December 1, 2015
Workers at two major Ford factories have rejected the labor pact, making more than half of all workers voting against the labor deal of the roughly 75 percent of union members who have already cast ballots, according to a recent iPR Newswire report. Ford Motor Co.’s labor deal had been in the works for four years with the United Auto Workers Union (UAW). For the deal to pass, more than half of Ford’s roughly 52,000 factory works in the U.S. must approve it.
If you or someone you know is dealing with employment issues and is in need of legal advice, contact a seasoned labor law attorney in NYC to answer any questions you may have about your rights and obligations under the law.
The Economics of the Deal
Compared to other contracts negotiated by the UAW, which were drawn up with Detroit automakers Fiat Chrysler and General Motors, the Ford contract is the most appealing. Specifically, it offers upfront a $10,000 signing and profit-sharing bonuses, pay raises scheduled to be phased in over time, and $9 billion in new investments.
Ford has benefited from record profits in North America in 2015 and, consequently, workers are pushing to end the company’s two-tiered wage division that has contributed to the additional revenues but places a heavy wage disparity between new and tenured workers.
The UAW had to negotiate twice with Fiat Chrysler workers because the first deal had too much of a gap between the wages of new and veteran employees. General Motors’ contract, although approved as a template for labor contract negotiations (which have to be approved independently), still has issues regarding the ranking of skilled employees that remains to be resolved. Unlike the Ford deal, General Motors and Fiat Chrysler offered signing bonuses of $8,000 and $4,000 respectively.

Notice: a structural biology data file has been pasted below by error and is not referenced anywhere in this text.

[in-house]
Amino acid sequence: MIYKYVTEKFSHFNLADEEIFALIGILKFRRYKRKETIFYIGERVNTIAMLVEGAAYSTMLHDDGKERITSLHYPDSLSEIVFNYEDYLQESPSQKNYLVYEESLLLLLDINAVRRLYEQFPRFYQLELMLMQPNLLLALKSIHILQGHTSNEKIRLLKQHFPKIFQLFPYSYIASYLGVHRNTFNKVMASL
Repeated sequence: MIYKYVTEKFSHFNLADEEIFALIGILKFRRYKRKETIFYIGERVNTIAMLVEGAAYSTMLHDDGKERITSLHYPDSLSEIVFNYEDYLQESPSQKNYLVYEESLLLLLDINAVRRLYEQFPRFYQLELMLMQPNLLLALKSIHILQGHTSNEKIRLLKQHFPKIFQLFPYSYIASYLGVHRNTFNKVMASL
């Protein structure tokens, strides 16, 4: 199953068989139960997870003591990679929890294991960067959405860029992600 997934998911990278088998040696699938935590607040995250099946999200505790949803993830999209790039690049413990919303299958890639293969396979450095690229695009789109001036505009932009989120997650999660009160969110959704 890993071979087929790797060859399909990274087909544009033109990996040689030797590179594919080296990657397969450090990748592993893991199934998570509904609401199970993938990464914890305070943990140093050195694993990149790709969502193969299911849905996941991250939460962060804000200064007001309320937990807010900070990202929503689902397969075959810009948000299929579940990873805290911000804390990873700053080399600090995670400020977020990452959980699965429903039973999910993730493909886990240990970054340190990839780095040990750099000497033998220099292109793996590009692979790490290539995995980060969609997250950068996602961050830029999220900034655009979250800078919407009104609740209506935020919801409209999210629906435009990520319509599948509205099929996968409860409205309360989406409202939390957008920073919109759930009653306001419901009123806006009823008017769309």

Labor Unions Explained
Labor unions have a long history in the United States. A union is a member-based organization that is made up of workers. One of the main goals of a union is to protect and advance the interests in of its members when it comes to the workplace.
Generally, a union is independent of any employer with which it negotiates, despite its close working relationship with these organizations. This relationship is often memorialized in the form of a partnership agreement between the union and the employer and lays out the organizations’ common objectives and interests. Some goals of a union may include
- discussing members’ concerns with employers;
- negotiation agreements on behalf of members regarding pay and working conditions with employers;
- providing members with legal and financial advice;
- accompanying members that are facing disciplinary and/or grievance meetings; and
- ensuring that the employer is following all procedures when it comes to making employment-related decisions.
NYC Labor Law Attorney
If you or someone you know is facing a labor dispute with management, works at a company whose employees are considering unionizing, or is experiencing any other employment issue, contact a seasoned labor law attorney in NYC right away. The knowledgeable employment attorneys at Levine & Blit have years of labor law experience and can provide a free no-obligation case evaluation. Call its New York City office at (212) 967-3000 today to schedule your initial consultation.